My goal has always been to achieve optimum health by using food as medicine. I think I have done a decent job of eating healthy, but always feel there is room for improvement. My journey stared in 1997 when I went to an iridologist who told me I had candida and so began my introduction to macrobiotics, alternative health, and fighting against the Standard American Diet.
Recently, I have had too much cheese. I was once told to avoid casein, which is a protein found in dairy products. For me, this results in bloating, exhaustion, and achy joints. I have also been eating too much peanut butter (which contains oils and fats) and too much animal protein (eggs, fish, chicken, ground beef). All these fats and animals proteins have left me with a few extra pounds/kilos.
When I feel icky and want to cleanse, I refer to my favorite book The Self Healing Cookbook by Kristina Turner which I bought in 1997 and is probably more tape than book. The self-healing cookbook talks about using whole grains, green leafy vegetable, root vegetable, and reducing nightshade vegetable. This is a change from the Standard American Diet (SAD) of processed foods, high fat, animal products, dairy, and sugar.
How does this relate to a blog on home organizing and decluttering? I decided I wanted to declutter these extra pounds/kilos from my body, declutter these annoying symptoms from my life, and increase my energy. Just as I decluttered Facebook from my life for improved spiritual health, I decided to declutter certain food from my diet for improved physical health.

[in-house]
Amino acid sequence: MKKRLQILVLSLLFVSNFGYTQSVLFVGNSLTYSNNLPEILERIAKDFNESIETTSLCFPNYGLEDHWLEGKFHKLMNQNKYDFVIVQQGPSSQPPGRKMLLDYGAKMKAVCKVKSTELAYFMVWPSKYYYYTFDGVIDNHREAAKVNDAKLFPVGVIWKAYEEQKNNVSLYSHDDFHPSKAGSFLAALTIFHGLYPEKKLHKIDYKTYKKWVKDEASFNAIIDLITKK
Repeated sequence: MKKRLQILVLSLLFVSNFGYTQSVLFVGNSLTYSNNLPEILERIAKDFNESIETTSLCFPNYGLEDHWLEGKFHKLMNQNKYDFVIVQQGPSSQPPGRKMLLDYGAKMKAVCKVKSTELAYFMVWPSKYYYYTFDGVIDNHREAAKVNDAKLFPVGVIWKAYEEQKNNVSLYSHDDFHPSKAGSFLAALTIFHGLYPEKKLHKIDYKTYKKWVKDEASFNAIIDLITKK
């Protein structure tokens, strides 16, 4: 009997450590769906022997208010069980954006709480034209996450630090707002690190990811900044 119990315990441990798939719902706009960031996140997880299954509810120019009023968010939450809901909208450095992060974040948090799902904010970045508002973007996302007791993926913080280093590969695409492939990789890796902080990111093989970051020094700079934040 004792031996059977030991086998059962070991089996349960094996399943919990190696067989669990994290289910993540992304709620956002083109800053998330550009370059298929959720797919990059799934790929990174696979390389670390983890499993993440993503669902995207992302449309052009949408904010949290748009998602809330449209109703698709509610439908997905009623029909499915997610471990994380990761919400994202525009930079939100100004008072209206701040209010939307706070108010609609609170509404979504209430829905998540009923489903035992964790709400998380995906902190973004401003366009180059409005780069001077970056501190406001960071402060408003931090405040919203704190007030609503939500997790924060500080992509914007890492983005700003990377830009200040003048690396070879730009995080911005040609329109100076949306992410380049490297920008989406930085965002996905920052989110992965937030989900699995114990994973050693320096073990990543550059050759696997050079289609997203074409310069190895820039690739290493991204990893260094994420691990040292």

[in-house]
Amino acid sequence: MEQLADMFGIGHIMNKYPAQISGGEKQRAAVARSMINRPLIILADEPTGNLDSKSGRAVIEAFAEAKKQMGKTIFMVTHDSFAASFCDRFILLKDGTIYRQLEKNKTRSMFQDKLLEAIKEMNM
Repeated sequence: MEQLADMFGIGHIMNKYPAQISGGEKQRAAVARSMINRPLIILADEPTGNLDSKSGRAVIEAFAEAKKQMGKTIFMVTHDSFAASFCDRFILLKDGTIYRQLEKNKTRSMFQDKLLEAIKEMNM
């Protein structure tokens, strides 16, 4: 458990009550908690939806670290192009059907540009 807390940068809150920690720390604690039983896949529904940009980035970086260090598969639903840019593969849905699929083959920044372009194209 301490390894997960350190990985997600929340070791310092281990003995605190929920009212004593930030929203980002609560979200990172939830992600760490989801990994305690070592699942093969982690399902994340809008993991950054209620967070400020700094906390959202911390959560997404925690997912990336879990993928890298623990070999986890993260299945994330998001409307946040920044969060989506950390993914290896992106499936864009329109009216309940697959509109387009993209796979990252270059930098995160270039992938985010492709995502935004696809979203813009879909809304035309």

The key to success has been two S’s: support and substitutes. A support person to encourage and motivate and substitute meaning to incorporate new recipes and foods while phasing out the old ones.
Here is what I’ve added to my pantry: ground flax seeds, whole flax seeds, chia seeds, wheat bran, brewer’s yeast, quinoa, and millet. I recently discovered pareve (vegan) cheese and cream cheese. I also bought a bottle of spirulina.
While incorporating the new foods was relatively easy, the first few weeks of removing cheese were hell, pardon my language. Every time one of the kids wanted a cheese sandwich I started salivating (literally) and climbing the walls (figuratively). My antedote was brewers yeast mixed with a little pink Himayan salt and tachina. I can now confidently open the fridge without wanting to snatch a piece of cheese out of the package. The cheese-thing has been harder than reducing animal protein which I do not find difficult, except maybe the eggs. I’ve removed the fat-sugar-animal products (except for eating a little fish or chicken on Shabbos).
I’ve incorporated more rice, quinoa, and millet into my daily fare. I’ve experimented with new recipes and made cabbage soup, kale chips, cauliflower ‘mashed potatoes’, apple beet salad, and added green onions to many dishes. I also make a daily drink with spirulina and non-dairy milk.
While I am not obsessed with numbers on a scale, I will comment the number went down when I checked after two weeks into these dietary changes and I was pleasantly pleased and surprised. Additionally, I have more energy and feel more fulfilled after meals without the urge to snack.
I’ve only been vegan-ish for about six weeks so far. I am doing this for purely health reasons because it makes me feel good. It’s been fun to try new recipes and exciting when the kids want to try what I’m eating. To read about My Journey to Alternative Health and My Crazy Diet to go along with it, click the link.
Here’s to a healthy 5778. Thanks for reading.
Karen, T.K.K. (The Klutter Koach)